Yes Ballasts and Bulbs Should be Matched.
HID bulbs generally need specific ballasts, and any given ballast can usually safely and effectively operate only one type or a few types of HID bulbs.
The bulb wattage must be matched to the ballast. A smaller bulb will usually be fed a wattage close to what the proper bulb takes, and will generally overheat and may catastrophically fail. Any catastrophic failures may not necessarily happen quickly. A larger bulb will be underpowered, and will operate at reduced efficiency and may have a shortened lifetime. The ballast may also overheat from prolonged operation with an oversized bulb that fails to warm.
Even if the ballast and bulb wattages match, substitutions can be limited by various factors including but not limited to different operating voltages for different bulbs. Examples are:
Pulse-start sodium lamps often have a slightly lower operating voltage than metal halide and mercury lamps of the same wattage, and ballasts for these sodium bulbs provide slightly more current than mercury and metal halide ballasts for the same wattage would. The higher current provided by the pulse-start sodium ballast can overheat mercury and metal halide lamps. Mercury and metal halide lamps may also "cycle" on and off in lower voltage sodium ballasts, such as many 50 to 100 watt ones.
Metal halide lamps have an operating voltage close to that of mercury lamps in many wattages, but have stricter tolerances for wattage and current waveform. Metal halides also usually need a higher starting voltage. Most metal halide lamps 100 watts or smaller require a high voltage starting pulse around or even over 1,000 volts.
175 to 400 watt metal halide lamp ballasts can power mercury lamps of the same wattage, but the reverse is not recommended.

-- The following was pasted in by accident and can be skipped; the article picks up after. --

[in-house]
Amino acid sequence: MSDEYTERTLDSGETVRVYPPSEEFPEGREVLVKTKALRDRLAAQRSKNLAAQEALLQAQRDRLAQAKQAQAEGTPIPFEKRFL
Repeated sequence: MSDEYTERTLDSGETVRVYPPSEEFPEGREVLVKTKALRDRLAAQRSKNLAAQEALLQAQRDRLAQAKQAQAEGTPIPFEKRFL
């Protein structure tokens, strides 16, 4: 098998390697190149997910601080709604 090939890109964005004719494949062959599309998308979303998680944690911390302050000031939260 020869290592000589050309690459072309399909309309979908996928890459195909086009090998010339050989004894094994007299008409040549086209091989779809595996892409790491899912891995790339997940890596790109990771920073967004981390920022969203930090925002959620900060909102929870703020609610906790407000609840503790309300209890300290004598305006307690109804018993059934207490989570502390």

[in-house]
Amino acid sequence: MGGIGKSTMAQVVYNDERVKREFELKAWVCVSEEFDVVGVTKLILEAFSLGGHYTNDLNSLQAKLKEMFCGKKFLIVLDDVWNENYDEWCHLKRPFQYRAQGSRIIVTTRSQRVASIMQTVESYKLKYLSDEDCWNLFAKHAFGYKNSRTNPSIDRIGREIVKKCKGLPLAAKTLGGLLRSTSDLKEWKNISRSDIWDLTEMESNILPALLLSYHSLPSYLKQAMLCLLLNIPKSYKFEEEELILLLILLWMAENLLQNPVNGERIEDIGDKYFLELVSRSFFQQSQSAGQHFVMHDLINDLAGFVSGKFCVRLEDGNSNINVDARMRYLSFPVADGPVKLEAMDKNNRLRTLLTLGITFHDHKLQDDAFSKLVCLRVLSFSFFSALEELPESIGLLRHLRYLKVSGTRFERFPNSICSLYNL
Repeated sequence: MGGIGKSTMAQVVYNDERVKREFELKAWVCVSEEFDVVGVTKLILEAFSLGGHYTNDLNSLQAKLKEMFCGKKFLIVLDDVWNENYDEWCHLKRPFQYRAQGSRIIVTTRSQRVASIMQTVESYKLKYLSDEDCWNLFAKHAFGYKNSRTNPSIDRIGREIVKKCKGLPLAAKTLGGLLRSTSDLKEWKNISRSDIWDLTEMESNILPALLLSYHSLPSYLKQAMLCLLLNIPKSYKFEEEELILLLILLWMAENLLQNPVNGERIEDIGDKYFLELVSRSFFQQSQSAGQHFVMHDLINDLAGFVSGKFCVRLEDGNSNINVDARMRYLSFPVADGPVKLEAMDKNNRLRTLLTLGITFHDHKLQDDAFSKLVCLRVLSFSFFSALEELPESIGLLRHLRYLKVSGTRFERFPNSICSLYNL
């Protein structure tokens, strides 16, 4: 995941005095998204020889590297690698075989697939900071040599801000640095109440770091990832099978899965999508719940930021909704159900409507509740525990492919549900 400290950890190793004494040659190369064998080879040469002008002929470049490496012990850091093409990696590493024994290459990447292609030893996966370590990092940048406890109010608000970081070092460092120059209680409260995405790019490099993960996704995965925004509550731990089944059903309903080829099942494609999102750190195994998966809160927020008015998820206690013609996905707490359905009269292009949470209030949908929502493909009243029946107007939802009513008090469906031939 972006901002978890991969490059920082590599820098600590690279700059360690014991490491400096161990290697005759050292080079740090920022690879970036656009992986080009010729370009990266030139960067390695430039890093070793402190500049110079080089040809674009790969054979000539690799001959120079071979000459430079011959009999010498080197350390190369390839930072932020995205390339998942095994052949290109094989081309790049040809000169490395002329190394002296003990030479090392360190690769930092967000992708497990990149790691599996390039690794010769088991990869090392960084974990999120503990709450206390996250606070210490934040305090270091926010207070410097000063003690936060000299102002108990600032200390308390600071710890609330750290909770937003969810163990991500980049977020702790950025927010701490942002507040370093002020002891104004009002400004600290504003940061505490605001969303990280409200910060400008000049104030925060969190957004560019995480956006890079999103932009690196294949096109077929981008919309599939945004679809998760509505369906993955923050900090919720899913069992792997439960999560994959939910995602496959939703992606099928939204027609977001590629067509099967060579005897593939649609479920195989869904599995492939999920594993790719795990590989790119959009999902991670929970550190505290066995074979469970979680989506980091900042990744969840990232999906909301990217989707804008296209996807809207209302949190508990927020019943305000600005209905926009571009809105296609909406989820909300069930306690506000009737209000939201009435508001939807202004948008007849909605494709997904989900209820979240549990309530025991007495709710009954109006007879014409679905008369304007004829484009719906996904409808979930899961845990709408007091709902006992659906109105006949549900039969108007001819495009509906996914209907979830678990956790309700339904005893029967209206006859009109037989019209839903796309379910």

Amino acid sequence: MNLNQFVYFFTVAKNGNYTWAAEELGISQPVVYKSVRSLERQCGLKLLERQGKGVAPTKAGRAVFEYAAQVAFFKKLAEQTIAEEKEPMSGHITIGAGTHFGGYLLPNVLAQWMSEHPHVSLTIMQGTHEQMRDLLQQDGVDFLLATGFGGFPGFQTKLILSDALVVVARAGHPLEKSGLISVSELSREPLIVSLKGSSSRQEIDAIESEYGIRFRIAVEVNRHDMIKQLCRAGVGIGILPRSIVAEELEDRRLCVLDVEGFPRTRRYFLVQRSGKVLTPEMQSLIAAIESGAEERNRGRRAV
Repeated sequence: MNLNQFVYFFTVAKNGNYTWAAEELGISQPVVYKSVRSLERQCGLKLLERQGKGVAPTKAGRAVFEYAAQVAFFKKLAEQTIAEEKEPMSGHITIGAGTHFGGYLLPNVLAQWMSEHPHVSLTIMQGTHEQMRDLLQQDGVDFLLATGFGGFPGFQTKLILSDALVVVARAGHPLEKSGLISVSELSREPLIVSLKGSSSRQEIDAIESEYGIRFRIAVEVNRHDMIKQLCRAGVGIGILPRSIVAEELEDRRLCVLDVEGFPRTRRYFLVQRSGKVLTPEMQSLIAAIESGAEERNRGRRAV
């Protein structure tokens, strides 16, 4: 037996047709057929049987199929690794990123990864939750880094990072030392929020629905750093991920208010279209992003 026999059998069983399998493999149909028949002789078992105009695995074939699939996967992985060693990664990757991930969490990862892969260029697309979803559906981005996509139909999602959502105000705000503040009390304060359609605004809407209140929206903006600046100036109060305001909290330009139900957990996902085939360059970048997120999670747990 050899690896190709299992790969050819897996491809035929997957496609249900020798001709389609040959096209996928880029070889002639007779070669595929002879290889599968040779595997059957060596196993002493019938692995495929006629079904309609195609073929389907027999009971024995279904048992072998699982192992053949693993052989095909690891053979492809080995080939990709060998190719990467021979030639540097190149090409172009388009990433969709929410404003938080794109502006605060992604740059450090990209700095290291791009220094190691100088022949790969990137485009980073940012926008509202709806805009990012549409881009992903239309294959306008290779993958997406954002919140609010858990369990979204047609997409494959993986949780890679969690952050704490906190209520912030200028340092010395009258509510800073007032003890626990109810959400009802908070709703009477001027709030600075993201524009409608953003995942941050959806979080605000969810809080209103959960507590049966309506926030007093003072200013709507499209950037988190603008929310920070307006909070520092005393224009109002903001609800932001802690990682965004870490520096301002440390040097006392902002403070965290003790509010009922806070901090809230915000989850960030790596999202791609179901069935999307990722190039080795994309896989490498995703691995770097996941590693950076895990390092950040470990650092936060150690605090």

Mercury lamps 50 to 100 watts will work on metal halide ballasts, but hot re-striking of mercury lamps 100 watts or smaller on metal halide lamps may be hard on the mercury lamp since the starting pulse can force current through cold electrodes and the starting resistor inside the mercury lamp.
1,000 watt mercury lamps come in two operating voltages, one of which is OK for 1,000 watt metal halide ballasts. A few wattages of pulse-start sodium (150 watts?) come in two voltages.
A low voltage lamp in a high voltage ballast will be underpowered, resulting in reduced efficiency, possible reduced lamp life, and possible ballast overheating. A high voltage lamp in a low voltage ballast will usually cycle on and off, operate erratically, or possibly overheat. This will usually result in greatly reduced lamp life in any case.
One class of sodium lamps is made to work in mercury fixtures, but these only work properly with some mercury ballasts, namely:
'Reactor' (plain inductor) ballasts on 230 to 277 volt lines.
'High leakage reactance autotransformer' ballasts, preferably with an open circuit voltage around 230 to 277 volts. NOT 'lead', 'lead-peak' nor any metal halide ballast!
These sodium lamps may suffer poor power regulation and accelerated aging in the wrong mercury ballasts, especially after some normal aging changes their electrical characteristics. Also, these lamps may overheat and will probably have shortened life with pulse-start sodium ballasts.
Many sodium lamps require a high voltage starting pulse provided only by ballasts made to power such lamps.
To prevent dangerous accidents please keep remote ballasts away from tap points and on an elevated position (approx 5 inches off the floor) using a block or shelf.
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